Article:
Archive for month: March, 2006
Microsoft has released a Community Techology Preview (CTP) build of SQL Server 2005 SP1. The release date of the final (RTM) bits of SP1 is not announced yet but it shouldn’t be that far away (most likely within a month or so).
Today, Microsoft announced that SQL Server Express Advanced will be available publicly instead of distributed as a private beta. The CTP (Community Technology Preview) build could be downloaded here (link will be live soon).
Telligent has done it again! Community Server 2.0 is out and it’s too sleek to ignore. I am planning to upgrade Prologika Forums to CS 2.0 tonight. If all is well, tomorrow Prologika Forums will have a facelift and more features. I hope the upgrade process won’t last too long and won’t cause service interruptions.
There are two “shy” data extensions that come with RS 2005 but you won’t see when you create a data source.
The first one (SSIS data extension) enables interesting integration scenarios with SQL Server 2005 Integration Services. It allows you to author reports that use data generated by running an Integration Services (SSIS) package. The second one is the SAP data extension for integrating SSRS with mySAP Business Suite.
By default, these extensions are disabled and commented in the rsreportserver.config file:
<!– <Extension Name=”SSIS” Type=”Microsoft.SqlServer.Dts.DtsClient.DtsConnection,Microsoft.SqlServer.Dts.DtsClient, Version=22.214.171.124, Culture=neutral, PublicKeyToken=89845dcd8080cc91″/> –>
<!– <Extension Name=”SAP” Type=”Microsoft.Adapter.SAP.SAPConnection,Microsoft.Adapter.SAP.SAPProvider, Version=126.96.36.199, Culture=neutral, PublicKeyToken=31bf3856ad364e35″/> –>
Why are these extensions doomed to obscurity, you may ask? The reason is that they have setup dependencies. It could have been nice if the SQL Server 2005 setup program could verify these dependencies (e.g. if SSIS is selected for install) and enables the extensions accordingly so the users know about their existence but this feature was cut out due to time constrains. Assuming that you install the required components, you can just comment out the extension to enable it.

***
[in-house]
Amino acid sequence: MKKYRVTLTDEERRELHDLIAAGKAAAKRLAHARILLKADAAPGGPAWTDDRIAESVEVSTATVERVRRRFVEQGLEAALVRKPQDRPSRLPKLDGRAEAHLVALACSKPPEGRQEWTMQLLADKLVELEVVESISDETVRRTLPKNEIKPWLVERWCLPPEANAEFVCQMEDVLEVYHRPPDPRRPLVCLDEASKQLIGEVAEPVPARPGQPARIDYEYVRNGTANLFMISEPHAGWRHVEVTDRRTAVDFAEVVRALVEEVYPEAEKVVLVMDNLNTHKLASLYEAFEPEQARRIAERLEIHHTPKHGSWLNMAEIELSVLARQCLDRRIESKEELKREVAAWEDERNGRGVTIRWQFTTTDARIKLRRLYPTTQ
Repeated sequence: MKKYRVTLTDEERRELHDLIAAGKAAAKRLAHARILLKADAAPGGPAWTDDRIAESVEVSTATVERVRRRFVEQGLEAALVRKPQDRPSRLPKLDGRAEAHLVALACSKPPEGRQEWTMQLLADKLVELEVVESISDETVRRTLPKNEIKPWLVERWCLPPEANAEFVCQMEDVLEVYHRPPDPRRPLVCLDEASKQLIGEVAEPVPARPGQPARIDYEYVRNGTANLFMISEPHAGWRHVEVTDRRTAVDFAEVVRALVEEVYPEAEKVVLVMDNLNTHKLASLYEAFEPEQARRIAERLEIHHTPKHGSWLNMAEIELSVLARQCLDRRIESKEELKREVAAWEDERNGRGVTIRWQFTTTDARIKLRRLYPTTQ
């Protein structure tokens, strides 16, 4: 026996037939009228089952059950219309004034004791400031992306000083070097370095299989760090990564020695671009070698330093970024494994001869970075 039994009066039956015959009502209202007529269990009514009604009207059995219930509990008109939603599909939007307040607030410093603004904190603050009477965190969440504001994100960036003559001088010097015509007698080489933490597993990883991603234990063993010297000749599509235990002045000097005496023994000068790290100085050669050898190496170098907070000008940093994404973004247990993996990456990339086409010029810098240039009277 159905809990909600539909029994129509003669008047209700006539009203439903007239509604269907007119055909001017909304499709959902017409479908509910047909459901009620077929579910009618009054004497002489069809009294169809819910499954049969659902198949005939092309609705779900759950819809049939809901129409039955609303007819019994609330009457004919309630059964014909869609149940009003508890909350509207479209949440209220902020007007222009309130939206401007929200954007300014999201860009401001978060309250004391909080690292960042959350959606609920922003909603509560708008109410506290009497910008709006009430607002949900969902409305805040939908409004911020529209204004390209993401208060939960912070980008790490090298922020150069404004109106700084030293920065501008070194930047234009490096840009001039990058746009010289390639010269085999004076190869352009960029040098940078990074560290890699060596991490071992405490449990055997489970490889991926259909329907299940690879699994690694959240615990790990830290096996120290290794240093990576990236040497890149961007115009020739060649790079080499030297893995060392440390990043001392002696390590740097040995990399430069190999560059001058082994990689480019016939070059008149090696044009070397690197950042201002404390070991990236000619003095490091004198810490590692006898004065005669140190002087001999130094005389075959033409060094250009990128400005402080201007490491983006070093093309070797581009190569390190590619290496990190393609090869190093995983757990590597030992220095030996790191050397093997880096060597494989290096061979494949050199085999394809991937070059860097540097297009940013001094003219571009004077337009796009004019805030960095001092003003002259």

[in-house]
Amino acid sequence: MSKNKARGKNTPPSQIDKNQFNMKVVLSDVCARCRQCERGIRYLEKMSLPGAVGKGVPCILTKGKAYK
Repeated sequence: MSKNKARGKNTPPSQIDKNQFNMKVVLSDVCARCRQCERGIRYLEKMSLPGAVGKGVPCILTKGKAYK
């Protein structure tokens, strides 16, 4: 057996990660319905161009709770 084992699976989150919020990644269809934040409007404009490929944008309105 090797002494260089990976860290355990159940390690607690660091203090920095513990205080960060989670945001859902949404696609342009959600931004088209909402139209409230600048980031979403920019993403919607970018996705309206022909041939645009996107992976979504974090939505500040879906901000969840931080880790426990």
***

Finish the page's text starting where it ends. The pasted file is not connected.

A little known fact about the SSAS data architecture is that it uses “cartridges” to communicate with the data source. In brief, a cartridge is a XSL stylesheet that defines capabilities of a data source, as well as the rules for optimizing the SQL statements for relational querying and writing. SSAS 2005 ships with set of cartridges for Jet, SQL 70, SQL 2000, Oracle, Teradata, and DB2, which can be found in the \Program Files\Microsoft SQL Server\MSSQL.2\OLAP\bin\Cartridges folder. Vendors can plug in (server restart required) cartridges for other data sources if needed.
One gotcha is when the UDM uses multiple data sources in a single data source view. This scenario requires that the primary data source must be SQL Server because behind the scenes the server uses the SQL Server-specific OPENROWSET statement to extract data from the secondary data source(s). The problem with this approach is that it effectively bypasses the installed cartridge for the non-SQL Server data source. As a result, processing queries that normally execute just fine when the DSV uses that data source only, fail to execute in a multi-data source DSV.
There are at least three workarounds for this predicament. First, you can replace each table in the DSV with a named query which uses the right native syntax. Second, you can link the data server to your SQL Server and wrap the linked server tables with SQL views. A third solution is to split UDM per a data source – a SQL Server UDM and another UDM for the second data source. Then, you can link the dimensions and measure groups from one UDM to another. As you have probably guessed it, all of the above approaches may present maintenance and operational challenges. It will be great if a service pack of a future release solve this issue and honors the cartridges with heterogeneous queries.